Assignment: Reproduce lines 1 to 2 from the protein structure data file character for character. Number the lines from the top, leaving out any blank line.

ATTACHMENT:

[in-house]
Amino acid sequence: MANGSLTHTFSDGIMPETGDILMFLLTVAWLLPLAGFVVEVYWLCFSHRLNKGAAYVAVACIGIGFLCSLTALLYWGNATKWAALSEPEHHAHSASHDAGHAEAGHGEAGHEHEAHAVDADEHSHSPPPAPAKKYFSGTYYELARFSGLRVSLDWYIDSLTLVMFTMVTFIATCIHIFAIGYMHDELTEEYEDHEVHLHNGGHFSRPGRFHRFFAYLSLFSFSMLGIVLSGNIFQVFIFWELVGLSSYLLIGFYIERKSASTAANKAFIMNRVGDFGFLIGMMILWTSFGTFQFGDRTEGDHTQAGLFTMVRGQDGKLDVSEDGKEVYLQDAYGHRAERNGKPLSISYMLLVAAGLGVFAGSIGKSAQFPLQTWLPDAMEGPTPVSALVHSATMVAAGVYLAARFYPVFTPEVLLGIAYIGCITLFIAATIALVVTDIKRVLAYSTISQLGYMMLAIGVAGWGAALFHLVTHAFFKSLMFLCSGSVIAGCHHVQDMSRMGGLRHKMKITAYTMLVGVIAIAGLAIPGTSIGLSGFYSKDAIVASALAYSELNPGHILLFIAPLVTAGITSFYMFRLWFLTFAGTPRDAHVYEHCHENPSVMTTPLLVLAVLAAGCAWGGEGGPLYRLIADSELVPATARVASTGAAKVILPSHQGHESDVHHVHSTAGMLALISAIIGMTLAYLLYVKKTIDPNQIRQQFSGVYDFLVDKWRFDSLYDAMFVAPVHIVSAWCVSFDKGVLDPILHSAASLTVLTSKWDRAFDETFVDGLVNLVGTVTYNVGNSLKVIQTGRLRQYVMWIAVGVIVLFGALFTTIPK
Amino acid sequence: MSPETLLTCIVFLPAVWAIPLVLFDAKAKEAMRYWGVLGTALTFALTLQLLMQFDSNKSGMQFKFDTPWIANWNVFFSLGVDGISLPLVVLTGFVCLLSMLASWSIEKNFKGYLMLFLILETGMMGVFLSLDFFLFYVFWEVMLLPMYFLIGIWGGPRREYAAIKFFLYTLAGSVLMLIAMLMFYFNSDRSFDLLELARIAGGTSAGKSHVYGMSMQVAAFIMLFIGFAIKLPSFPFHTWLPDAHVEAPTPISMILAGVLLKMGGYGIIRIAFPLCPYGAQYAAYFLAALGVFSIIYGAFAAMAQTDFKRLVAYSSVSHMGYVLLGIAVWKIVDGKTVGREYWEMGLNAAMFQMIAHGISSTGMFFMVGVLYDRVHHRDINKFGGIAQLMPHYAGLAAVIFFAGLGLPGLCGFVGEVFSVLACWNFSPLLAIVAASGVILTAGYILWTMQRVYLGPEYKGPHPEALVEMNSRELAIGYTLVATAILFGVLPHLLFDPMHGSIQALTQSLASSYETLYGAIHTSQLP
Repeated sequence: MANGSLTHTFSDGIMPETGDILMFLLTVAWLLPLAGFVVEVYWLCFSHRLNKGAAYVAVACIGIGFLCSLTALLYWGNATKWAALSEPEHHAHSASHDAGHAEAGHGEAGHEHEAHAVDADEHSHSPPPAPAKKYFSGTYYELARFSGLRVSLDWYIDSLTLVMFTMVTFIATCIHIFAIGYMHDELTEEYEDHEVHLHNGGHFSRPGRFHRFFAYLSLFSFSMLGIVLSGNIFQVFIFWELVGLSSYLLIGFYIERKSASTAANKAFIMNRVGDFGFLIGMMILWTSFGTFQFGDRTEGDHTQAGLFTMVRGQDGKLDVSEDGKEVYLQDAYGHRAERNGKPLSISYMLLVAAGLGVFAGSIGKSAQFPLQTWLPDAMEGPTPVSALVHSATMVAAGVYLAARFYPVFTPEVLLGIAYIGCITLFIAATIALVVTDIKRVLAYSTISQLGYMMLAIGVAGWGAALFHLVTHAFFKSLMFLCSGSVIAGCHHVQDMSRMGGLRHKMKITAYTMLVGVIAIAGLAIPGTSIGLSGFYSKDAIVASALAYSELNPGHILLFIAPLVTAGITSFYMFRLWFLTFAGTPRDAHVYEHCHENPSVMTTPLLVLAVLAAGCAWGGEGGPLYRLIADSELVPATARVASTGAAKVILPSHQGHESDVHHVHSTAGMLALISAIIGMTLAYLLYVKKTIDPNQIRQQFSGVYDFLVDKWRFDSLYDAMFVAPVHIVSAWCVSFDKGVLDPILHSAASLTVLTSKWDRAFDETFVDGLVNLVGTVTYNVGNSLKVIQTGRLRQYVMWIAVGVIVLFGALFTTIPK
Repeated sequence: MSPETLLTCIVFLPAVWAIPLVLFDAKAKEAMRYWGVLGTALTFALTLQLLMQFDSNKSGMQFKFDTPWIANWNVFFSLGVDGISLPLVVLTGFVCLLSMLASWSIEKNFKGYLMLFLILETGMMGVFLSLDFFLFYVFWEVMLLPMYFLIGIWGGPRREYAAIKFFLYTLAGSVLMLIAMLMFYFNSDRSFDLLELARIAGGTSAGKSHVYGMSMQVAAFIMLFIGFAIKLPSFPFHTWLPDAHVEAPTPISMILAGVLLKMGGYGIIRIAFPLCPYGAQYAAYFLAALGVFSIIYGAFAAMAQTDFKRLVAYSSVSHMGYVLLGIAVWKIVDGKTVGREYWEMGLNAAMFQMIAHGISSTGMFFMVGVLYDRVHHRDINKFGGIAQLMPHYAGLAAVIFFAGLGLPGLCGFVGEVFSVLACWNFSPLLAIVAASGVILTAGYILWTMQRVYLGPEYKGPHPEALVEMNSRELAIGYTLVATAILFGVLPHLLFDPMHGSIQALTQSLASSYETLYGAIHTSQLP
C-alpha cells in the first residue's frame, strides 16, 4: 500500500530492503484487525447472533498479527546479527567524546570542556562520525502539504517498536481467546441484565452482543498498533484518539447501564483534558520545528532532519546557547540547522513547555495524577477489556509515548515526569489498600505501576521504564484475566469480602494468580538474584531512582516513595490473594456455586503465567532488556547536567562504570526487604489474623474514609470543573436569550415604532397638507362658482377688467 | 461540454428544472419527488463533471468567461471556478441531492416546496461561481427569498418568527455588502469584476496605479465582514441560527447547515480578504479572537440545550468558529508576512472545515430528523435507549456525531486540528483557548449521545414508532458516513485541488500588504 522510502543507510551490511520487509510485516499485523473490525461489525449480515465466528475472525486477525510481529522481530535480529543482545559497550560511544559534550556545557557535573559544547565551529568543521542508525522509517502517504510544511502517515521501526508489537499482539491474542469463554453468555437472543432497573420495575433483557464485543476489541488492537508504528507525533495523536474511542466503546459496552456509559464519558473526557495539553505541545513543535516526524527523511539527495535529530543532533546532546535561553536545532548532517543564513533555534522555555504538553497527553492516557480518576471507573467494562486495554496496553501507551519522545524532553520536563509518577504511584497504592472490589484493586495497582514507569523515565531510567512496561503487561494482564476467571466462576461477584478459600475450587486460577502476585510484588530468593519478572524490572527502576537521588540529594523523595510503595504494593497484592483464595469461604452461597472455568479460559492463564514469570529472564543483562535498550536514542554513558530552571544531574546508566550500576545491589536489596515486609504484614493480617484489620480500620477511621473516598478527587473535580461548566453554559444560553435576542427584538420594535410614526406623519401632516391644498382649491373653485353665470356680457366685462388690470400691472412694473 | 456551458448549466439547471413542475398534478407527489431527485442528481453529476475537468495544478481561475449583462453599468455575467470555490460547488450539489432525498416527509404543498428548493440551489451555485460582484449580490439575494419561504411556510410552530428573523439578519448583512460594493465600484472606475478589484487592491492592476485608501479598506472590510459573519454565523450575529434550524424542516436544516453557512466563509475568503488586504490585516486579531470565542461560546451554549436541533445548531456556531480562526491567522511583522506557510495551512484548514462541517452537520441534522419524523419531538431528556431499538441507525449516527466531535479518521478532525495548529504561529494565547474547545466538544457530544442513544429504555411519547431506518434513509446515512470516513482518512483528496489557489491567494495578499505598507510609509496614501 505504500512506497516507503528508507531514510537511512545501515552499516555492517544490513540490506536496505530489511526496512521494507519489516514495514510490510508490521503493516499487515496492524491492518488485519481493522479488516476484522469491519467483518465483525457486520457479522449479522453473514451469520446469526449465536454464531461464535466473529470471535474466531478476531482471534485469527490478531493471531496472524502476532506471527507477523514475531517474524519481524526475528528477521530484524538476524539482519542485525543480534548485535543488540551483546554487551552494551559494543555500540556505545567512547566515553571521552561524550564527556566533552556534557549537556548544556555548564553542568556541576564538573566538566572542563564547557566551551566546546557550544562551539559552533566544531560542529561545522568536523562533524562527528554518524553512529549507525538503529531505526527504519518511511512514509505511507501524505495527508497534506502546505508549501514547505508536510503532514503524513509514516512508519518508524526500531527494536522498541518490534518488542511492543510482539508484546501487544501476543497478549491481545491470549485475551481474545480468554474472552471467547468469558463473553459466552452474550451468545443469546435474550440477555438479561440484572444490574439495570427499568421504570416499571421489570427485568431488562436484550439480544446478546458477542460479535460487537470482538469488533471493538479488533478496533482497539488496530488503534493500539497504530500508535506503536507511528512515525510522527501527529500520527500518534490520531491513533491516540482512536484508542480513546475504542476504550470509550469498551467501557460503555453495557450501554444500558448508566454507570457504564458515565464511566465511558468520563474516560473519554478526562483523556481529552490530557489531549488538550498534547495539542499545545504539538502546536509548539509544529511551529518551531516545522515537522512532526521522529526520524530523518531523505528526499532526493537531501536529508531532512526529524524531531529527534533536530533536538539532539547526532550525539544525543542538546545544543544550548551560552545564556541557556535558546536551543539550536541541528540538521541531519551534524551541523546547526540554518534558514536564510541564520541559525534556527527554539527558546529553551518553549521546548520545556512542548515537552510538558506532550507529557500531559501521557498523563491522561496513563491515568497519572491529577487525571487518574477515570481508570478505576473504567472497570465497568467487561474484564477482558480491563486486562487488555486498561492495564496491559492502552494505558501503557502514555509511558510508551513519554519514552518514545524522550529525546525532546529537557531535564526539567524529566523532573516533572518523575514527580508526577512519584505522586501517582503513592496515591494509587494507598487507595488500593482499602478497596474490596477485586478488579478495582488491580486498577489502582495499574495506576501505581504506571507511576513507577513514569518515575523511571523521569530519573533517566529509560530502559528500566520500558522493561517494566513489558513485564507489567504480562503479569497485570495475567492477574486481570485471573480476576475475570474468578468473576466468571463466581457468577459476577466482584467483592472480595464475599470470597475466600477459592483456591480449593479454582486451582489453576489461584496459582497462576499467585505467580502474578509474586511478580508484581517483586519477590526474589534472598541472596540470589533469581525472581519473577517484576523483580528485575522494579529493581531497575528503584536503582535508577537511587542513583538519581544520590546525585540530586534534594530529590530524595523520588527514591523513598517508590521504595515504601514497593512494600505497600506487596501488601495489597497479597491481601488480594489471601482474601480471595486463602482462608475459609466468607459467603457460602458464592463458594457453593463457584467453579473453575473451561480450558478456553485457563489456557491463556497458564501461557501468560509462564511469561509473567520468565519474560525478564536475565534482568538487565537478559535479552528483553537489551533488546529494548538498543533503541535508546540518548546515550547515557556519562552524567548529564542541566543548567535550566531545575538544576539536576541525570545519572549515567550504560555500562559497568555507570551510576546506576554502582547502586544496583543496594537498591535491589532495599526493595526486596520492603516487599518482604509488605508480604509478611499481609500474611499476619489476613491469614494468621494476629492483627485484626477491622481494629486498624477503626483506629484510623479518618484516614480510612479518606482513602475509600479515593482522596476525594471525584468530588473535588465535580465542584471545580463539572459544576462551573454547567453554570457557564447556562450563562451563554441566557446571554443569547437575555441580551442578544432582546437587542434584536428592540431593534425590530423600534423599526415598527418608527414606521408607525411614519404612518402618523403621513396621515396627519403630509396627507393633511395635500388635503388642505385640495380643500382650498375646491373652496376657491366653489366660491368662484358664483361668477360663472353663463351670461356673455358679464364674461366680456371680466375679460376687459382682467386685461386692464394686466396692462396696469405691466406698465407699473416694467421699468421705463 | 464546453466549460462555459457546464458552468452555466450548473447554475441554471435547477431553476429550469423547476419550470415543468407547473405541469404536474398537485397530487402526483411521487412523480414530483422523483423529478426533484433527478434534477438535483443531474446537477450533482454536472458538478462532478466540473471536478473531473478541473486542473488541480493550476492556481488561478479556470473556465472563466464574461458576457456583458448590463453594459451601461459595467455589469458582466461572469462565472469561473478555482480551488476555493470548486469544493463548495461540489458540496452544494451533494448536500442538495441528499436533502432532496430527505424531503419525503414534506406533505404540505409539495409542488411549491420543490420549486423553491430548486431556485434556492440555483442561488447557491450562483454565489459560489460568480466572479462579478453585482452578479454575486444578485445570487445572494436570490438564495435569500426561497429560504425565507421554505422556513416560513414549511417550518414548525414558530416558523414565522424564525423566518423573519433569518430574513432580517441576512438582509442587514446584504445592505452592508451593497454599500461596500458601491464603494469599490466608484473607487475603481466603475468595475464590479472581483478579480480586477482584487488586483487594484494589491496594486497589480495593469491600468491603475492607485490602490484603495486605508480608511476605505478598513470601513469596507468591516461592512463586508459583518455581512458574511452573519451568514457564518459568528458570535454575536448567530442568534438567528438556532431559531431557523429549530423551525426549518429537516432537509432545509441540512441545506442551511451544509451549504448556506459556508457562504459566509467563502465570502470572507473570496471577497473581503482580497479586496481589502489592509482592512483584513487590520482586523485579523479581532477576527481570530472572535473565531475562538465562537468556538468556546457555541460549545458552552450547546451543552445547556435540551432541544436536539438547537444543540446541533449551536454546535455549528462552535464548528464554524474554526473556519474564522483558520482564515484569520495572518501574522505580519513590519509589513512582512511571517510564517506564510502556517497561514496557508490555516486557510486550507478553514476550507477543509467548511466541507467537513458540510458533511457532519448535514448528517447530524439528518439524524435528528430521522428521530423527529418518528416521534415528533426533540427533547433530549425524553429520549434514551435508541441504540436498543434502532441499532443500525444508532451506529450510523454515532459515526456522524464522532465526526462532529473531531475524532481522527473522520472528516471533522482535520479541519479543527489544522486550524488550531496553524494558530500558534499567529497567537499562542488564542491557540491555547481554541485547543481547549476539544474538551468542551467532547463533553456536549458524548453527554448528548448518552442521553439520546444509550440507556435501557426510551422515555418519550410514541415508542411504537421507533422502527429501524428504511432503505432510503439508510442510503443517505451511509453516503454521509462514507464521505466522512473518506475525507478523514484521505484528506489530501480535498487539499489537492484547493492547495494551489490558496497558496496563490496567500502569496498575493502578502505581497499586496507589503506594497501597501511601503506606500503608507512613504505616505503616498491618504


[in-house]
Amino acid sequence: MANGSLTHTFSDGIMPETGDILMFLLTVAWLLPLAGFVVEVYWLCFSHRLNKGAAYVAVACIGIGFLCSLTALLYWGNATKWAALSEPEHHAHSASHDAGHAEAGHGEAGHEHEAHAVDADEHSHSPPPAPAKKYFSGTYYELARFSGLRVSLDWYIDSLTLVMFTMVTFIATCIHIFAIGYMHDELTEEYEDHEVHLHNGGHFSRPGRFHRFFAYLSLFSFSMLGIVLSGNIFQVFIFWELVGLSSYLLIGFYIERKSASTAANKAFIMNRVGDFGFLIGMMILWTSFGTFQFGDRTEGDHTQAGLFTMVRGQDGKLDVSEDGKEVYLQDAYGHRAERNGKPLSISYMLLVAAGLGVFAGSIGKSAQFPLQTWLPDAMEGPTPVSALVHSATMVAAGVYLAARFYPVFTPEVLLGIAYIGCITLFIAATIALVVTDIKRVLAYSTISQLGYMMLAIGVAGWGAALFHLVTHAFFKSLMFLCSGSVIAGCHHVQDMSRMGGLRHKMKITAYTMLVGVIAIAGLAIPGTSIGLSGFYSKDAIVASALAYSELNPGHILLFIAPLVTAGITSFYMFRLWFLTFAGTPRDAHVYEHCHENPSVMTTPLLVLAVLAAGCAWGGEGGPLYRLIADSELVPATARVASTGAAKVILPSHQGHESDVHHVHSTAGMLALISAIIGMTLAYLLYVKKTIDPNQIRQQFSGVYDFLVDKWRFDSLYDAMFVAPVHIVSAWCVSFDKGVLDPILHSAASLTVLTSKWDRAFDETFVDGLVNLVGTVTYNVGNSLKVIQTGRLRQYVMWIAVGVIVLFGALFTTIPK